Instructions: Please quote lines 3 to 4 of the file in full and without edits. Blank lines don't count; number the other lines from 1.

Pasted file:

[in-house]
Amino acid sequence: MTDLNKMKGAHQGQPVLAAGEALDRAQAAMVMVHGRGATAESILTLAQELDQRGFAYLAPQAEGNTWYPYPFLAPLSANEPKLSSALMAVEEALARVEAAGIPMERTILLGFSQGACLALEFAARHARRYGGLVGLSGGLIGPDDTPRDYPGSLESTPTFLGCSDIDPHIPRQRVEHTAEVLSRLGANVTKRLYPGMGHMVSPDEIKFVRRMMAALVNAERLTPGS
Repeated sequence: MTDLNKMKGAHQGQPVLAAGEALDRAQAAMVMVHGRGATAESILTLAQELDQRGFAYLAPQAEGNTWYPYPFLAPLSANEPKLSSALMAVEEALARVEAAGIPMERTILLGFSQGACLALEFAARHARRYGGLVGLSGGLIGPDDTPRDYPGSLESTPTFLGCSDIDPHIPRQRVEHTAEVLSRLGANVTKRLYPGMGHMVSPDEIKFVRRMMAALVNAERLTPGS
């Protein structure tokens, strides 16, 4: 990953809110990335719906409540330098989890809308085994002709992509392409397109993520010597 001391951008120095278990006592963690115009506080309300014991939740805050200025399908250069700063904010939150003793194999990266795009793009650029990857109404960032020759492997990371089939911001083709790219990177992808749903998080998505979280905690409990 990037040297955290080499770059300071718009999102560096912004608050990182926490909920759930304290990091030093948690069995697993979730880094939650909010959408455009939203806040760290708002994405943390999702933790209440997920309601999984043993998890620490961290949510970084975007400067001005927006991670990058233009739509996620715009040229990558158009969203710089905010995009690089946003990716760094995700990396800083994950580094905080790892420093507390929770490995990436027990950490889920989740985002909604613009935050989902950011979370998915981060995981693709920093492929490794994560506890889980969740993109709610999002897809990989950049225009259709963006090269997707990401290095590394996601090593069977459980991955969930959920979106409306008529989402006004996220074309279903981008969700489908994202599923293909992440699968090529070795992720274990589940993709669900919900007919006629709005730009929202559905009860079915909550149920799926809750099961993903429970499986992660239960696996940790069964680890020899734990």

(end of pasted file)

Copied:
Repeated sequence: MTDLNKMKGAHQGQPVLAAGEALDRAQAAMVMVHGRGATAESILTLAQELDQRGFAYLAPQAEGNTWYPYPFLAPLSANEPKLSSALMAVEEALARVEAAGIPMERTILLGFSQGACLALEFAARHARRYGGLVGLSGGLIGPDDTPRDYPGSLESTPTFLGCSDIDPHIPRQRVEHTAEVLSRLGANVTKRLYPGMGHMVSPDEIKFVRRMMAALVNAERLTPGS
């Protein structure tokens, strides 16, 4: 990953809110990335719906409540330098989890809308085994002709992509392409397109993520010597 001391951008120095278990006592963690115009506080309300014991939740805050200025399908250069700063904010939150003793194999990266795009793009650029990857109404960032020759492997990371089939911001083709790219990177992808749903998080998505979280905690409990 990037040297955290080499770059300071718009999102560096912004608050990182926490909920759930304290990091030093948690069995697993979730880094939650909010959408455009939203806040760290708002994405943390999702933790209440997920309601999984043993998890620490961290949510970084975007400067001005927006991670990058233009739509996620715009040229990558158009969203710089905010995009690089946003990716760094995700990396800083994950580094905080790892420093507390929770490995990436027990950490889920989740985002909604613009935050989902950011979370998915981060995981693709920093492929490794994560506890889980969740993109709610999002897809990989950049225009259709963006090269997707990401290095590394996601090593069977459980991955969930959920979106409306008529989402006004996220074309279903981008969700489908994202599923293909992440699968090529070795992720274990589940993709669900919900007919006629709005730009929202559905009860079915909550149920799926809750099961993903429970499986992660239960696996940790069964680890020899734990």